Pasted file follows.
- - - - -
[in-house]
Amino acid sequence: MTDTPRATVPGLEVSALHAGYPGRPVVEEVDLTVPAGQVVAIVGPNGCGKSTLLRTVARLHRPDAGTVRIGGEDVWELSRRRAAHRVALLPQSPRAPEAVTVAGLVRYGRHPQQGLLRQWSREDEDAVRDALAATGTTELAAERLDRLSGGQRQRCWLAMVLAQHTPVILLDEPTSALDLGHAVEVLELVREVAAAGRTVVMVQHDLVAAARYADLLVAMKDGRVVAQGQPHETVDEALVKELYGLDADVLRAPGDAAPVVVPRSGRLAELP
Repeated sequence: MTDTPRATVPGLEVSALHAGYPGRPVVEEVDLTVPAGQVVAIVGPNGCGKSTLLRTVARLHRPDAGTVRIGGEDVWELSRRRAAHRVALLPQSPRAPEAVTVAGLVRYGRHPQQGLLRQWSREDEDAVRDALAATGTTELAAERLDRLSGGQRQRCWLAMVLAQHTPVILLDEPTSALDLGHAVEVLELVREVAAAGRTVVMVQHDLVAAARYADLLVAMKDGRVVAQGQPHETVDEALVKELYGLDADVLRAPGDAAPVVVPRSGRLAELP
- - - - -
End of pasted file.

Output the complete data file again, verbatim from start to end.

[in-house]
Amino acid sequence: MTDTPRATVPGLEVSALHAGYPGRPVVEEVDLTVPAGQVVAIVGPNGCGKSTLLRTVARLHRPDAGTVRIGGEDVWELSRRRAAHRVALLPQSPRAPEAVTVAGLVRYGRHPQQGLLRQWSREDEDAVRDALAATGTTELAAERLDRLSGGQRQRCWLAMVLAQHTPVILLDEPTSALDLGHAVEVLELVREVAAAGRTVVMVQHDLVAAARYADLLVAMKDGRVVAQGQPHETVDEALVKELYGLDADVLRAPGDAAPVVVPRSGRLAELP
Repeated sequence: MTDTPRATVPGLEVSALHAGYPGRPVVEEVDLTVPAGQVVAIVGPNGCGKSTLLRTVARLHRPDAGTVRIGGEDVWELSRRRAAHRVALLPQSPRAPEAVTVAGLVRYGRHPQQGLLRQWSREDEDAVRDALAATGTTELAAERLDRLSGGQRQRCWLAMVLAQHTPVILLDEPTSALDLGHAVEVLELVREVAAAGRTVVMVQHDLVAAARYADLLVAMKDGRVVAQGQPHETVDEALVKELYGLDADVLRAPGDAAPVVVPRSGRLAELP